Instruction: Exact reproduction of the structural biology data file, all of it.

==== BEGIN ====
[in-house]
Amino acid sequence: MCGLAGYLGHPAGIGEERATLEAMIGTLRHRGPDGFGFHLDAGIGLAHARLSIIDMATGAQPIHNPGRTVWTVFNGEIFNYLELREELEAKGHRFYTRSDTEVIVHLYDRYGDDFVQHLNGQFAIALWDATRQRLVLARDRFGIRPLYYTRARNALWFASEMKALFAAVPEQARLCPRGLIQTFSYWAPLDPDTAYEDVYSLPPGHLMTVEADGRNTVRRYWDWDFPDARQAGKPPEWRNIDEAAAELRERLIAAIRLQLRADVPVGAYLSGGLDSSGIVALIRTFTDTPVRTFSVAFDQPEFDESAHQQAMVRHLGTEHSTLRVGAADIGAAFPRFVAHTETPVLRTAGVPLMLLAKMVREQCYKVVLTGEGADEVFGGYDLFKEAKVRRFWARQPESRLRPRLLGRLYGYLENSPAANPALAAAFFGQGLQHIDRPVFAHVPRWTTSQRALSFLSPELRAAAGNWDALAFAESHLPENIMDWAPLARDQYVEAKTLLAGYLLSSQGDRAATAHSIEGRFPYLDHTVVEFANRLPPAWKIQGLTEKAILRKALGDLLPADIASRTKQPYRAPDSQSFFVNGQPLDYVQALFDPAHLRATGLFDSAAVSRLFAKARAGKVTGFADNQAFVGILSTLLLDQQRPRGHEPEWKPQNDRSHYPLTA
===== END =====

[in-house]
Amino acid sequence: MCGLAGYLGHPAGIGEERATLEAMIGTLRHRGPDGFGFHLDAGIGLAHARLSIIDMATGAQPIHNPGRTVWTVFNGEIFNYLELREELEAKGHRFYTRSDTEVIVHLYDRYGDDFVQHLNGQFAIALWDATRQRLVLARDRFGIRPLYYTRARNALWFASEMKALFAAVPEQARLCPRGLIQTFSYWAPLDPDTAYEDVYSLPPGHLMTVEADGRNTVRRYWDWDFPDARQAGKPPEWRNIDEAAAELRERLIAAIRLQLRADVPVGAYLSGGLDSSGIVALIRTFTDTPVRTFSVAFDQPEFDESAHQQAMVRHLGTEHSTLRVGAADIGAAFPRFVAHTETPVLRTAGVPLMLLAKMVREQCYKVVLTGEGADEVFGGYDLFKEAKVRRFWARQPESRLRPRLLGRLYGYLENSPAANPALAAAFFGQGLQHIDRPVFAHVPRWTTSQRALSFLSPELRAAAGNWDALAFAESHLPENIMDWAPLARDQYVEAKTLLAGYLLSSQGDRAATAHSIEGRFPYLDHTVVEFANRLPPAWKIQGLTEKAILRKALGDLLPADIASRTKQPYRAPDSQSFFVNGQPLDYVQALFDPAHLRATGLFDSAAVSRLFAKARAGKVTGFADNQAFVGILSTLLLDQQRPRGHEPEWKPQNDRSHYPLTA